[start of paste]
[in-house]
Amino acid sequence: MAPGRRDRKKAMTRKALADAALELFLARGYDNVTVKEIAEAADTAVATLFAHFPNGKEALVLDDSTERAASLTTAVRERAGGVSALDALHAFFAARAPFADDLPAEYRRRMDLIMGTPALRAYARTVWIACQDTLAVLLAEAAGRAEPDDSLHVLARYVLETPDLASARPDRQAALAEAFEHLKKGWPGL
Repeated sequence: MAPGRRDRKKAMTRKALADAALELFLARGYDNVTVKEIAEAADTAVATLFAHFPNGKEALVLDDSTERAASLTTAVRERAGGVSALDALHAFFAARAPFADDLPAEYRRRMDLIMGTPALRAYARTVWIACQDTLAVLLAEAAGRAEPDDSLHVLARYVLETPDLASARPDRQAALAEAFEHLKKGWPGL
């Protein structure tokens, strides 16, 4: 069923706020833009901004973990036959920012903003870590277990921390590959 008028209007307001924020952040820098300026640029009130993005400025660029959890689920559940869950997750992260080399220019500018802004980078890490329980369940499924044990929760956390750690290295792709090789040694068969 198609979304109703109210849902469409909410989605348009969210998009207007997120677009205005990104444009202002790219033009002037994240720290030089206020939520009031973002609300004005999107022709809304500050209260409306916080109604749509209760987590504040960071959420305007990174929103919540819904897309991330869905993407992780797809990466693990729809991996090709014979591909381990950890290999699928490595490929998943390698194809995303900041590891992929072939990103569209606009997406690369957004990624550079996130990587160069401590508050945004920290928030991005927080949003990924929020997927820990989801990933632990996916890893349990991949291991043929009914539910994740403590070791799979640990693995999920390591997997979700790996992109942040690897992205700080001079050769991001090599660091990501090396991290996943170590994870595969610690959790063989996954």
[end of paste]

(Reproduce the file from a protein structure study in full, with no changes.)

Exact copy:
[in-house]
Amino acid sequence: MAPGRRDRKKAMTRKALADAALELFLARGYDNVTVKEIAEAADTAVATLFAHFPNGKEALVLDDSTERAASLTTAVRERAGGVSALDALHAFFAARAPFADDLPAEYRRRMDLIMGTPALRAYARTVWIACQDTLAVLLAEAAGRAEPDDSLHVLARYVLETPDLASARPDRQAALAEAFEHLKKGWPGL
Repeated sequence: MAPGRRDRKKAMTRKALADAALELFLARGYDNVTVKEIAEAADTAVATLFAHFPNGKEALVLDDSTERAASLTTAVRERAGGVSALDALHAFFAARAPFADDLPAEYRRRMDLIMGTPALRAYARTVWIACQDTLAVLLAEAAGRAEPDDSLHVLARYVLETPDLASARPDRQAALAEAFEHLKKGWPGL
């Protein structure tokens, strides 16, 4: 069923706020833009901004973990036959920012903003870590277990921390590959 008028209007307001924020952040820098300026640029009130993005400025660029959890689920559940869950997750992260080399220019500018802004980078890490329980369940499924044990929760956390750690290295792709090789040694068969 198609979304109703109210849902469409909410989605348009969210998009207007997120677009205005990104444009202002790219033009002037994240720290030089206020939520009031973002609300004005999107022709809304500050209260409306916080109604749509209760987590504040960071959420305007990174929103919540819904897309991330869905993407992780797809990466693990729809991996090709014979591909381990950890290999699928490595490929998943390698194809995303900041590891992929072939990103569209606009997406690369957004990624550079996130990587160069401590508050945004920290928030991005927080949003990924929020997927820990989801990933632990996916890893349990991949291991043929009914539910994740403590070791799979640990693995999920390591997997979700790996992109942040690897992205700080001079050769991001090599660091990501090396991290996943170590994870595969610690959790063989996954």